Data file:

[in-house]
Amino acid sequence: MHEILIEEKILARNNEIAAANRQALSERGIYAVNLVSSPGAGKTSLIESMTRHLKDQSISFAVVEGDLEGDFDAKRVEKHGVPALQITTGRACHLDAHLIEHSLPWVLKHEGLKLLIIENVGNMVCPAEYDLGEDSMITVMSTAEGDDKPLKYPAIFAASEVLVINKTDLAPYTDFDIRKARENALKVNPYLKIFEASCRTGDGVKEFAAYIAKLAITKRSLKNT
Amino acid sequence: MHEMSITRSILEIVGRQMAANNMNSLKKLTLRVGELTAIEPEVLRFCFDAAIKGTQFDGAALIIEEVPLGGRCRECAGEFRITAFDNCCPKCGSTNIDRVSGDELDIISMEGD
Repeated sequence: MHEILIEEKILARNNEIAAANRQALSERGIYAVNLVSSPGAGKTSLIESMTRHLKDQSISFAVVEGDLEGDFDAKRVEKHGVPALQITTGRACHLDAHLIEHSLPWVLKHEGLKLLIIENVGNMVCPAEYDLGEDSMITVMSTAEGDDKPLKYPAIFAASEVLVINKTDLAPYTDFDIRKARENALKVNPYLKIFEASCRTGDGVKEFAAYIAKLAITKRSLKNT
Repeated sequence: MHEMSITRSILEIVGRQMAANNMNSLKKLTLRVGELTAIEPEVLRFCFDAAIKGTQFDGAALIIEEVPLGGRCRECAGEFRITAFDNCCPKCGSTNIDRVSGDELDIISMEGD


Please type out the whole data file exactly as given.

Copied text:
[in-house]
Amino acid sequence: MHEILIEEKILARNNEIAAANRQALSERGIYAVNLVSSPGAGKTSLIESMTRHLKDQSISFAVVEGDLEGDFDAKRVEKHGVPALQITTGRACHLDAHLIEHSLPWVLKHEGLKLLIIENVGNMVCPAEYDLGEDSMITVMSTAEGDDKPLKYPAIFAASEVLVINKTDLAPYTDFDIRKARENALKVNPYLKIFEASCRTGDGVKEFAAYIAKLAITKRSLKNT
Amino acid sequence: MHEMSITRSILEIVGRQMAANNMNSLKKLTLRVGELTAIEPEVLRFCFDAAIKGTQFDGAALIIEEVPLGGRCRECAGEFRITAFDNCCPKCGSTNIDRVSGDELDIISMEGD
Repeated sequence: MHEILIEEKILARNNEIAAANRQALSERGIYAVNLVSSPGAGKTSLIESMTRHLKDQSISFAVVEGDLEGDFDAKRVEKHGVPALQITTGRACHLDAHLIEHSLPWVLKHEGLKLLIIENVGNMVCPAEYDLGEDSMITVMSTAEGDDKPLKYPAIFAASEVLVINKTDLAPYTDFDIRKARENALKVNPYLKIFEASCRTGDGVKEFAAYIAKLAITKRSLKNT
Repeated sequence: MHEMSITRSILEIVGRQMAANNMNSLKKLTLRVGELTAIEPEVLRFCFDAAIKGTQFDGAALIIEEVPLGGRCRECAGEFRITAFDNCCPKCGSTNIDRVSGDELDIISMEGD